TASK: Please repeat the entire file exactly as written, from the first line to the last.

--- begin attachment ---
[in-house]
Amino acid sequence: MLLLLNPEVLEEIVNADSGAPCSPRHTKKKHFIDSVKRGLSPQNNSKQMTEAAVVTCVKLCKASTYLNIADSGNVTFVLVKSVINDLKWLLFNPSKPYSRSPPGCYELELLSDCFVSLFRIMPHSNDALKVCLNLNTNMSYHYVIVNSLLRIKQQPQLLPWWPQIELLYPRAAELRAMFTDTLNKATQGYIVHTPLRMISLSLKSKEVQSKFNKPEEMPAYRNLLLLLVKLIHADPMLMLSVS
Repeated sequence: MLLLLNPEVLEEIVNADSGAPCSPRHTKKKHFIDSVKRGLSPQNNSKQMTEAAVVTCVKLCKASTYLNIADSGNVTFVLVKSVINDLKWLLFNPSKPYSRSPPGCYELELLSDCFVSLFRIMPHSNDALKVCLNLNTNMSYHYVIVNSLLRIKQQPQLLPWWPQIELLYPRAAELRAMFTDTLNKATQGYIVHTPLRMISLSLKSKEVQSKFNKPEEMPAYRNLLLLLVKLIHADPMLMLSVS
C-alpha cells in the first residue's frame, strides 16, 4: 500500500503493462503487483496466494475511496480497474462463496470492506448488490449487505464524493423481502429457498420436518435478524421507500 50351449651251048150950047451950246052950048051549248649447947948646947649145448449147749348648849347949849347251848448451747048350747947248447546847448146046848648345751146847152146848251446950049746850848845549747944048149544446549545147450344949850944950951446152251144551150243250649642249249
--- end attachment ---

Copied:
[in-house]
Amino acid sequence: MLLLLNPEVLEEIVNADSGAPCSPRHTKKKHFIDSVKRGLSPQNNSKQMTEAAVVTCVKLCKASTYLNIADSGNVTFVLVKSVINDLKWLLFNPSKPYSRSPPGCYELELLSDCFVSLFRIMPHSNDALKVCLNLNTNMSYHYVIVNSLLRIKQQPQLLPWWPQIELLYPRAAELRAMFTDTLNKATQGYIVHTPLRMISLSLKSKEVQSKFNKPEEMPAYRNLLLLLVKLIHADPMLMLSVS
Repeated sequence: MLLLLNPEVLEEIVNADSGAPCSPRHTKKKHFIDSVKRGLSPQNNSKQMTEAAVVTCVKLCKASTYLNIADSGNVTFVLVKSVINDLKWLLFNPSKPYSRSPPGCYELELLSDCFVSLFRIMPHSNDALKVCLNLNTNMSYHYVIVNSLLRIKQQPQLLPWWPQIELLYPRAAELRAMFTDTLNKATQGYIVHTPLRMISLSLKSKEVQSKFNKPEEMPAYRNLLLLLVKLIHADPMLMLSVS
C-alpha cells in the first residue's frame, strides 16, 4: 500500500503493462503487483496466494475511496480497474462463496470492506448488490449487505464524493423481502429457498420436518435478524421507500 50351449651251048150950047451950246052950048051549248649447947948646947649145448449147749348648849347949849347251848448451747048350747947248447546847448146046848648345751146847152146848251446950049746850848845549747944048149544446549545147450344949850944950951446152251144551150243250649642249249